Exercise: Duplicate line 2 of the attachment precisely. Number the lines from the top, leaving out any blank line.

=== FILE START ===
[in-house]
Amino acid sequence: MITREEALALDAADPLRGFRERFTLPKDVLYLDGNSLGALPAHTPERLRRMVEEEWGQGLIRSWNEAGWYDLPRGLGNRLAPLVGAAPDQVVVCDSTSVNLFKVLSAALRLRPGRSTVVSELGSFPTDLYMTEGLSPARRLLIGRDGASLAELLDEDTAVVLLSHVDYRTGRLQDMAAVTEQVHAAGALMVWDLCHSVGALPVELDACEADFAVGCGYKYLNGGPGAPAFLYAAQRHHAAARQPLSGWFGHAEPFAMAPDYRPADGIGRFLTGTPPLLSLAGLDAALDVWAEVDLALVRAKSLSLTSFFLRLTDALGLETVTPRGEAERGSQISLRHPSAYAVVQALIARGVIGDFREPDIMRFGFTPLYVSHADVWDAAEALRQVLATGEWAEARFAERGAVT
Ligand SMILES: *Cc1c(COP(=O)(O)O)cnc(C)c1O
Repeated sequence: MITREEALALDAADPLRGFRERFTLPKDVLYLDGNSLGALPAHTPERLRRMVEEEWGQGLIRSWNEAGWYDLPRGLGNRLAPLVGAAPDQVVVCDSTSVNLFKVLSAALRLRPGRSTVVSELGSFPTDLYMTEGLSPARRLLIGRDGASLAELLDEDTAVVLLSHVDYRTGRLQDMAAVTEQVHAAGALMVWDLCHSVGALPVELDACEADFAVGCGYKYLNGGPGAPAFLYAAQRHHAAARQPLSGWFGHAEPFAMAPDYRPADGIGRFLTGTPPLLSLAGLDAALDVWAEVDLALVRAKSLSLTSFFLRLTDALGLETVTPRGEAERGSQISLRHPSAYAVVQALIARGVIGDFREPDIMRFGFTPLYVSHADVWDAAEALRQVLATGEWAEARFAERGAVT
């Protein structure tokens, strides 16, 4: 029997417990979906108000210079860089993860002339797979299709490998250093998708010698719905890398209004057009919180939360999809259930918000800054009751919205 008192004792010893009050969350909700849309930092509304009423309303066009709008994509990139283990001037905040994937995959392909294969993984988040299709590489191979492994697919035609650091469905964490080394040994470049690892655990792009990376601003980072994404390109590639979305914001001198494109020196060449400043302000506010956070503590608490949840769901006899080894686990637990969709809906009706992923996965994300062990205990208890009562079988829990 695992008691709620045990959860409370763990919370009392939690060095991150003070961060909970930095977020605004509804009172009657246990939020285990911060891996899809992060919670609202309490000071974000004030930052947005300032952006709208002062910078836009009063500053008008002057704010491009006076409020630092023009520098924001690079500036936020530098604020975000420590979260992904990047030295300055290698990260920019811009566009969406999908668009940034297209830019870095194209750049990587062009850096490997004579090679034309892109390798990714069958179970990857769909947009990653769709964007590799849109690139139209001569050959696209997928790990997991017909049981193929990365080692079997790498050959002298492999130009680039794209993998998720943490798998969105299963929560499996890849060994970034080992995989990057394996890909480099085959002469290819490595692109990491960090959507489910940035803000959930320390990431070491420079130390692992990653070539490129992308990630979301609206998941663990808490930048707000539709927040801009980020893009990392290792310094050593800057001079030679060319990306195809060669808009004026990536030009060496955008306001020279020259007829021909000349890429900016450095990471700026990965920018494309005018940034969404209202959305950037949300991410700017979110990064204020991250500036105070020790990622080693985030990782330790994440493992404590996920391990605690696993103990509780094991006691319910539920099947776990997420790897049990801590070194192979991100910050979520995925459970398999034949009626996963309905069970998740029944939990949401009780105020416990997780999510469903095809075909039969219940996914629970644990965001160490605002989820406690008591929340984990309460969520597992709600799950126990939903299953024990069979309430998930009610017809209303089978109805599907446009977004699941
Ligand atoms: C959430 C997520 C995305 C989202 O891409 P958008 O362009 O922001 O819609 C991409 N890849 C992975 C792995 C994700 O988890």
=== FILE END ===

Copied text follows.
Amino acid sequence: MITREEALALDAADPLRGFRERFTLPKDVLYLDGNSLGALPAHTPERLRRMVEEEWGQGLIRSWNEAGWYDLPRGLGNRLAPLVGAAPDQVVVCDSTSVNLFKVLSAALRLRPGRSTVVSELGSFPTDLYMTEGLSPARRLLIGRDGASLAELLDEDTAVVLLSHVDYRTGRLQDMAAVTEQVHAAGALMVWDLCHSVGALPVELDACEADFAVGCGYKYLNGGPGAPAFLYAAQRHHAAARQPLSGWFGHAEPFAMAPDYRPADGIGRFLTGTPPLLSLAGLDAALDVWAEVDLALVRAKSLSLTSFFLRLTDALGLETVTPRGEAERGSQISLRHPSAYAVVQALIARGVIGDFREPDIMRFGFTPLYVSHADVWDAAEALRQVLATGEWAEARFAERGAVT